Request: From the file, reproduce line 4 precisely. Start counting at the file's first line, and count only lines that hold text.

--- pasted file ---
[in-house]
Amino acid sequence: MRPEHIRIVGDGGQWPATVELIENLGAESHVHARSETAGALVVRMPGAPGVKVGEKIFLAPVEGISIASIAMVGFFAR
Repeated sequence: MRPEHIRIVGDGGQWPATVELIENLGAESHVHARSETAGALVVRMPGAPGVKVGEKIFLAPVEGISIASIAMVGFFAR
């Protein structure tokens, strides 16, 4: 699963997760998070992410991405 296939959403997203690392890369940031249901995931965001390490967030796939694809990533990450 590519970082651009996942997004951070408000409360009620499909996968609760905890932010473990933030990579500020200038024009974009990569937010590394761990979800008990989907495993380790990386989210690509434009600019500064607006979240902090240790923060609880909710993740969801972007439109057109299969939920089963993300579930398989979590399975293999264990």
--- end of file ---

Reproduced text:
């Protein structure tokens, strides 16, 4: 699963997760998070992410991405 296939959403997203690392890369940031249901995931965001390490967030796939694809990533990450 590519970082651009996942997004951070408000409360009620499909996968609760905890932010473990933030990579500020200038024009974009990569937010590394761990979800008990989907495993380790990386989210690509434009600019500064607006979240902090240790923060609880909710993740969801972007439109057109299969939920089963993300579930398989979590399975293999264990």